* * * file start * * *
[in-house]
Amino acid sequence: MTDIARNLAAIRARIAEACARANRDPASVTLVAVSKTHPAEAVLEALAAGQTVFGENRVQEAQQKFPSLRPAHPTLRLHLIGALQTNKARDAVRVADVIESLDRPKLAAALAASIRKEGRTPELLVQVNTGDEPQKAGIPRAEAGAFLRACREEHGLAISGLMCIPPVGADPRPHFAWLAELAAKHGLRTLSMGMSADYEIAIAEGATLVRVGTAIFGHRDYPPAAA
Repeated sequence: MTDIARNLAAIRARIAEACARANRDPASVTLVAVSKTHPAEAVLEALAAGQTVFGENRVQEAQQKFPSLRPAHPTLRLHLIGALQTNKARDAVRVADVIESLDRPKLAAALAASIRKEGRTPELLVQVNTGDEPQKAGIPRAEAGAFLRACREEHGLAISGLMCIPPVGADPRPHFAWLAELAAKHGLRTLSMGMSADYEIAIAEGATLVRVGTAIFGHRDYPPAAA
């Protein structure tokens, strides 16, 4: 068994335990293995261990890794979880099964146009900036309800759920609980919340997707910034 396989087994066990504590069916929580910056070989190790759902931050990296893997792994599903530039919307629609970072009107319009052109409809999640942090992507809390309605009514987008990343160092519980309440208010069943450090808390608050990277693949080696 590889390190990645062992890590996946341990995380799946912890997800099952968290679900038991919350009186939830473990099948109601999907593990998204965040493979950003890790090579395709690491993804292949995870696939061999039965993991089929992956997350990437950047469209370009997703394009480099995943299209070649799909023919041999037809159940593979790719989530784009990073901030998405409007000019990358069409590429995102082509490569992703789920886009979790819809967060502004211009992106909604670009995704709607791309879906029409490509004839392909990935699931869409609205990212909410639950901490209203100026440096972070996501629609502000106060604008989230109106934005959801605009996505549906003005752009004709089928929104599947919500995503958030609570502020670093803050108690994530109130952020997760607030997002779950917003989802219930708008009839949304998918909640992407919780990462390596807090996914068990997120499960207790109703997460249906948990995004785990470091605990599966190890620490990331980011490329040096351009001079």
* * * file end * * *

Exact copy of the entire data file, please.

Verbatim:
[in-house]
Amino acid sequence: MTDIARNLAAIRARIAEACARANRDPASVTLVAVSKTHPAEAVLEALAAGQTVFGENRVQEAQQKFPSLRPAHPTLRLHLIGALQTNKARDAVRVADVIESLDRPKLAAALAASIRKEGRTPELLVQVNTGDEPQKAGIPRAEAGAFLRACREEHGLAISGLMCIPPVGADPRPHFAWLAELAAKHGLRTLSMGMSADYEIAIAEGATLVRVGTAIFGHRDYPPAAA
Repeated sequence: MTDIARNLAAIRARIAEACARANRDPASVTLVAVSKTHPAEAVLEALAAGQTVFGENRVQEAQQKFPSLRPAHPTLRLHLIGALQTNKARDAVRVADVIESLDRPKLAAALAASIRKEGRTPELLVQVNTGDEPQKAGIPRAEAGAFLRACREEHGLAISGLMCIPPVGADPRPHFAWLAELAAKHGLRTLSMGMSADYEIAIAEGATLVRVGTAIFGHRDYPPAAA
């Protein structure tokens, strides 16, 4: 068994335990293995261990890794979880099964146009900036309800759920609980919340997707910034 396989087994066990504590069916929580910056070989190790759902931050990296893997792994599903530039919307629609970072009107319009052109409809999640942090992507809390309605009514987008990343160092519980309440208010069943450090808390608050990277693949080696 590889390190990645062992890590996946341990995380799946912890997800099952968290679900038991919350009186939830473990099948109601999907593990998204965040493979950003890790090579395709690491993804292949995870696939061999039965993991089929992956997350990437950047469209370009997703394009480099995943299209070649799909023919041999037809159940593979790719989530784009990073901030998405409007000019990358069409590429995102082509490569992703789920886009979790819809967060502004211009992106909604670009995704709607791309879906029409490509004839392909990935699931869409609205990212909410639950901490209203100026440096972070996501629609502000106060604008989230109106934005959801605009996505549906003005752009004709089928929104599947919500995503958030609570502020670093803050108690994530109130952020997760607030997002779950917003989802219930708008009839949304998918909640992407919780990462390596807090996914068990997120499960207790109703997460249906948990995004785990470091605990599966190890620490990331980011490329040096351009001079």